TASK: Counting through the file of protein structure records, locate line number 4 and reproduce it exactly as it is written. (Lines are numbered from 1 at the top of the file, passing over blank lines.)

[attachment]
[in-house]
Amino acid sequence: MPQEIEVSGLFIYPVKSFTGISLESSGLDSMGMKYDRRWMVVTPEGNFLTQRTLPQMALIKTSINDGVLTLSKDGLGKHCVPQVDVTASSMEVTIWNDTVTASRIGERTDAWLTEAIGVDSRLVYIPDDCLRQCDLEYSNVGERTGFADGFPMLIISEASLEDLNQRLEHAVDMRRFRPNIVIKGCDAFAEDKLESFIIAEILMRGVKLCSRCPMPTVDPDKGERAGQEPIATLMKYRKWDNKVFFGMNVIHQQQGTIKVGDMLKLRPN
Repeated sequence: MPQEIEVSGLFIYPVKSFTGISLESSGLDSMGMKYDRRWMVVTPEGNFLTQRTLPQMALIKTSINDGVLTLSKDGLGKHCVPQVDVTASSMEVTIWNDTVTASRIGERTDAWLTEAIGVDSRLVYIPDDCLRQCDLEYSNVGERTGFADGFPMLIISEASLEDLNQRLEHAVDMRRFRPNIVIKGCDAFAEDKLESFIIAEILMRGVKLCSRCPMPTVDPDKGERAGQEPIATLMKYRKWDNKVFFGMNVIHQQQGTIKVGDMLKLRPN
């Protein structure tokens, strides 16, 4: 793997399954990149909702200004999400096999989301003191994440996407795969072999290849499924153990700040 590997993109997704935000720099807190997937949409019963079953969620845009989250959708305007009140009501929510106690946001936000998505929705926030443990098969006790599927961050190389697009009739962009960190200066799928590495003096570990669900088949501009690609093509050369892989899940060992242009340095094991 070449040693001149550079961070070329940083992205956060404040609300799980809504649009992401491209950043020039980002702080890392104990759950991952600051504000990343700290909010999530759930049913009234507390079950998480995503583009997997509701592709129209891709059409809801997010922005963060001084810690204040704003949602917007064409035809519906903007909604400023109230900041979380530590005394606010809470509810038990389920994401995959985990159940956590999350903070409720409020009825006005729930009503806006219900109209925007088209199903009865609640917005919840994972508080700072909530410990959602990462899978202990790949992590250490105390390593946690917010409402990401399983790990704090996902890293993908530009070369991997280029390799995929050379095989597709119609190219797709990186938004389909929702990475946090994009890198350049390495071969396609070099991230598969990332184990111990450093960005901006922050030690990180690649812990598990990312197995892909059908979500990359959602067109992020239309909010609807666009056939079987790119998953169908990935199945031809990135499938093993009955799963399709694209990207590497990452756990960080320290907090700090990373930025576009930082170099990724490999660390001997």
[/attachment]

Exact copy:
């Protein structure tokens, strides 16, 4: 793997399954990149909702200004999400096999989301003191994440996407795969072999290849499924153990700040 590997993109997704935000720099807190997937949409019963079953969620845009989250959708305007009140009501929510106690946001936000998505929705926030443990098969006790599927961050190389697009009739962009960190200066799928590495003096570990669900088949501009690609093509050369892989899940060992242009340095094991 070449040693001149550079961070070329940083992205956060404040609300799980809504649009992401491209950043020039980002702080890392104990759950991952600051504000990343700290909010999530759930049913009234507390079950998480995503583009997997509701592709129209891709059409809801997010922005963060001084810690204040704003949602917007064409035809519906903007909604400023109230900041979380530590005394606010809470509810038990389920994401995959985990159940956590999350903070409720409020009825006005729930009503806006219900109209925007088209199903009865609640917005919840994972508080700072909530410990959602990462899978202990790949992590250490105390390593946690917010409402990401399983790990704090996902890293993908530009070369991997280029390799995929050379095989597709119609190219797709990186938004389909929702990475946090994009890198350049390495071969396609070099991230598969990332184990111990450093960005901006922050030690990180690649812990598990990312197995892909059908979500990359959602067109992020239309909010609807666009056939079987790119998953169908990935199945031809990135499938093993009955799963399709694209990207590497990452756990960080320290907090700090990373930025576009930082170099990724490999660390001997």